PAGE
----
"Their whole intent was to create chaos among American society," Burr told BuzzFeed News after the hearing. "If that's pitting blacks against whites, or men against women, or pro-guns against anti-guns, they were willing to do that, because the Russian philosophy since the Cold War has been, 'if it hurts America, then it helps us.' They don't have to see real value that they can quantify."
Some of the ads did mention candidates, however; especially Democratic candidate Hillary Clinton, whom the Intelligence Community assessed was disliked by Russian president Vladimir Putin for her tougher stance toward Russia.
Sen. Mark Warner, the vice chair of the Senate Intelligence Committee, shared examples of a Russia-linked Facebook page that lured in American users through their Christian faith with advertisements and then pitted Clinton against Jesus.
Warner has previously explained how the Russia-linked pages, accounts, and ads worked in concert to promote one another and increase their visibility — for relatively little money.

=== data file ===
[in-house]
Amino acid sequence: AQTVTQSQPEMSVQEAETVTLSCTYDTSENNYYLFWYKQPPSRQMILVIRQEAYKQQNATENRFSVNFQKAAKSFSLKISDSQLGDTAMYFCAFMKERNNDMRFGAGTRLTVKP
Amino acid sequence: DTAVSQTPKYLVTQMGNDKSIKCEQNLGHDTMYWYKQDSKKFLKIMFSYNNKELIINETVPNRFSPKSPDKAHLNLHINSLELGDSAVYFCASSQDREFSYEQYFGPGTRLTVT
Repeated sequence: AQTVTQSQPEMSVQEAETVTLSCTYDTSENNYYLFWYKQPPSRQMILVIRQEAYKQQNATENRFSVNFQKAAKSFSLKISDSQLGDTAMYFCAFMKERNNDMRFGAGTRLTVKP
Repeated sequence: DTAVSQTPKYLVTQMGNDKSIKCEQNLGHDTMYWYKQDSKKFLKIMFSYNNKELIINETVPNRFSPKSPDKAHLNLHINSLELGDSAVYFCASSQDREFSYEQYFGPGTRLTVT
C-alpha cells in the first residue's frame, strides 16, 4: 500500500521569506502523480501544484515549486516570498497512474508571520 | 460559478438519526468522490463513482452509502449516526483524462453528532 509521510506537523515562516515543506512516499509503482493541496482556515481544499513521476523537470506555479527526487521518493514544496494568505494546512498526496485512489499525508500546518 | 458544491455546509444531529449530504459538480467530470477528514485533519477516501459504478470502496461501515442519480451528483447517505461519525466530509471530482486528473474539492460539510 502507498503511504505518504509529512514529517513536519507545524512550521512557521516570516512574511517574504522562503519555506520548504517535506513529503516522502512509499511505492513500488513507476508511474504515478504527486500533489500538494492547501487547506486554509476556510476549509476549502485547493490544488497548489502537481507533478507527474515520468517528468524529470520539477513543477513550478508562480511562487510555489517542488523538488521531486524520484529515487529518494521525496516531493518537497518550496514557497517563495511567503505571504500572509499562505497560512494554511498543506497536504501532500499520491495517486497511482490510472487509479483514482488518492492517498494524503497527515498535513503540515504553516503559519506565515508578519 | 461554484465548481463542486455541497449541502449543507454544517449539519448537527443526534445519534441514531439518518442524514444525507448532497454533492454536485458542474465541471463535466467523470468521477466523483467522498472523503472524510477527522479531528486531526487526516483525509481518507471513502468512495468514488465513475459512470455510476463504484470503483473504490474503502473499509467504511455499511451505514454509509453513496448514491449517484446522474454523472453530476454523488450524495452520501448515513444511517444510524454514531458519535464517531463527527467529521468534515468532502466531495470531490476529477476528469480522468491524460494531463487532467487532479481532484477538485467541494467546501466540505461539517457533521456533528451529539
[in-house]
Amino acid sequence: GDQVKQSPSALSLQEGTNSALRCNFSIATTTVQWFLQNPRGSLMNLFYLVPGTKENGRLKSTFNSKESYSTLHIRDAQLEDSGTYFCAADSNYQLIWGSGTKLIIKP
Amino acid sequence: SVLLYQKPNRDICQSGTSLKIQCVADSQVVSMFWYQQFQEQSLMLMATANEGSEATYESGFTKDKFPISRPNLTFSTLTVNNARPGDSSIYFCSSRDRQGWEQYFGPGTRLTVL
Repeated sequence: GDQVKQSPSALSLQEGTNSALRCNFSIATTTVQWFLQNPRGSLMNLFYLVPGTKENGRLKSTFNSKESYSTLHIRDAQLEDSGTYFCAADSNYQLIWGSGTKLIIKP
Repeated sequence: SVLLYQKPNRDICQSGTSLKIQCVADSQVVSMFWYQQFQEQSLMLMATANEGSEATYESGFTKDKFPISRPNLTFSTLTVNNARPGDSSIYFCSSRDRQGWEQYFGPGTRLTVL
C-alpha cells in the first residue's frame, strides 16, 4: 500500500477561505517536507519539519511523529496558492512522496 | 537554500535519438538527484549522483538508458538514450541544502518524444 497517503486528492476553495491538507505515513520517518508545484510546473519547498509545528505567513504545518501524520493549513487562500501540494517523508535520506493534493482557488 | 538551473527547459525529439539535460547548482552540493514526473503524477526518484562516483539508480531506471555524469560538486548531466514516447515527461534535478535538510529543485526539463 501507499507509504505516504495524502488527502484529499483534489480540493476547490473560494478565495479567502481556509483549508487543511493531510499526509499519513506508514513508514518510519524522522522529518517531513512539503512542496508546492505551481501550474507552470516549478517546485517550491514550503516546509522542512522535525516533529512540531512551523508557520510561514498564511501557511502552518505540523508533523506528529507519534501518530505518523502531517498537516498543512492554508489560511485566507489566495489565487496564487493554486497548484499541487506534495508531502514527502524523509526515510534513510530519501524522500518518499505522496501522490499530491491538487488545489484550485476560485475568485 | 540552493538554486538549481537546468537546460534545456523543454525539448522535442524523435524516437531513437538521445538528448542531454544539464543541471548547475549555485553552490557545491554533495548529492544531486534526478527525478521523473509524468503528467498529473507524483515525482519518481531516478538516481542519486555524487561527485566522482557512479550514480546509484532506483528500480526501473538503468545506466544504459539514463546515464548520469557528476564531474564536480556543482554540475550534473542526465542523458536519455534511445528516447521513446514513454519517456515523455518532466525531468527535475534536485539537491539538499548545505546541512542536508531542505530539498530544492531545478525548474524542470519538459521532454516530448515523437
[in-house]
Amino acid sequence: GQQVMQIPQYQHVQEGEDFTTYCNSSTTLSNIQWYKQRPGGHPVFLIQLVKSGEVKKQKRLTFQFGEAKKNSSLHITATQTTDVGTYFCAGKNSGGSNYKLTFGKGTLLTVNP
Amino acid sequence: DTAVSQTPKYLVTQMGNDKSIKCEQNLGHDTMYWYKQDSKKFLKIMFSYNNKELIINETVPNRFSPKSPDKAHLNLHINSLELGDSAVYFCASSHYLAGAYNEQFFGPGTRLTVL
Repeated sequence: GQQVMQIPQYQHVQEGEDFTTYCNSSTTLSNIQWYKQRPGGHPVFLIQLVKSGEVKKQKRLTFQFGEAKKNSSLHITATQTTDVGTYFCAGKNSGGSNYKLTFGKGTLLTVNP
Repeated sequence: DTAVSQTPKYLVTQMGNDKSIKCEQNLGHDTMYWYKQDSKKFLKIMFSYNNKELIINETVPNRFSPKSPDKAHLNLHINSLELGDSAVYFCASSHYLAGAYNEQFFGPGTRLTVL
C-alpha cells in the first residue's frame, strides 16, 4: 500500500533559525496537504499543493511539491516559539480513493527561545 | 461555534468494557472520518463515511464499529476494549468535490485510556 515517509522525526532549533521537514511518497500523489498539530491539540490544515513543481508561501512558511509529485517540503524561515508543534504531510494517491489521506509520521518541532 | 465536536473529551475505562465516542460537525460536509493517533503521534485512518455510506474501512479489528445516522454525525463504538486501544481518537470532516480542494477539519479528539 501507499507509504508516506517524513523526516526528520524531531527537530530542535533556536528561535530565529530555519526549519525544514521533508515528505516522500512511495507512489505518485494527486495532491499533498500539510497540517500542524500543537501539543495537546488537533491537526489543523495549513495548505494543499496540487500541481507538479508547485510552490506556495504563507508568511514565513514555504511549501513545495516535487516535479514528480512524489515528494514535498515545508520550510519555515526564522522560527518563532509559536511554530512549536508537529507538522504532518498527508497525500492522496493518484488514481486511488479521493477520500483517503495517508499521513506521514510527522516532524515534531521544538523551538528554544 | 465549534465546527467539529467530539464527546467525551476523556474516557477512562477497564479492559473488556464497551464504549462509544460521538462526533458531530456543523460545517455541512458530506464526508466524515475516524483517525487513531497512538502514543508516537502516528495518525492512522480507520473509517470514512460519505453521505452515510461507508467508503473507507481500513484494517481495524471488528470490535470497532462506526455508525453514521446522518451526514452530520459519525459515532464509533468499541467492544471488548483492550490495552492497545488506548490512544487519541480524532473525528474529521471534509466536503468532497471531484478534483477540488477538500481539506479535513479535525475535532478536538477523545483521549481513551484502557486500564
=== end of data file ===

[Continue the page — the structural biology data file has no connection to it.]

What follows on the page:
Sen. Susan Collins of Maine shared examples of Russia-linked pages attempting to exacerbate racial tensions in her home state. One Facebook page called "Williams & Kalvin" said Maine Gov. Paul LePage had "called up white people to kill Blacks!" Meanwhile, another page called "Being Patriotic" said "Liberals now are acting like terrorists," citing reports of LePage getting death threats after making racially charged comments.
At a similar hearing with the three tech companies the day prior, Sen. Chris Coons shared these Russian-linked Facebook ads both attacking Clinton and supporting Trump that appeared during the 2016 primaries.
At the same hearing in a subcommittee of the Senate Judiciary Committee, Connecticut Sen. Richard Blumenthal shared a photoshopped image of actor Aziz Ansari with a photoshopped sign offering fake voting information that circulated on Twitter before the election.
Sean Edgett, general counsel for Twitter, said the company removed that tweet and others like it because they constituted "illegal voter suppression." Edgett argued that tweets calling out the misleading ones, like the tweet featuring Ansari, received more attention than those pedaling fake information. But Edgett couldn't say how many Americans had tried to vote with the hashtag provided in the fake tweet.
Blumenthal added that he has 20 to 40 examples of similar tweets, with purposely misleading voting information that Twitter provided to the committee.
Warner, along with Sens. Amy Klobuchar and John McCain, has introduced legislation to make online political advertising more transparent. Facing the threat of regulation, Facebook and Twitter have already announced changes to political advertisement on their sites, as well as additional measures to remove fake accounts.
Emma Loop is a politics reporter for BuzzFeed News and is based in Washington, DC.
Contact Emma Loop at email@example.com.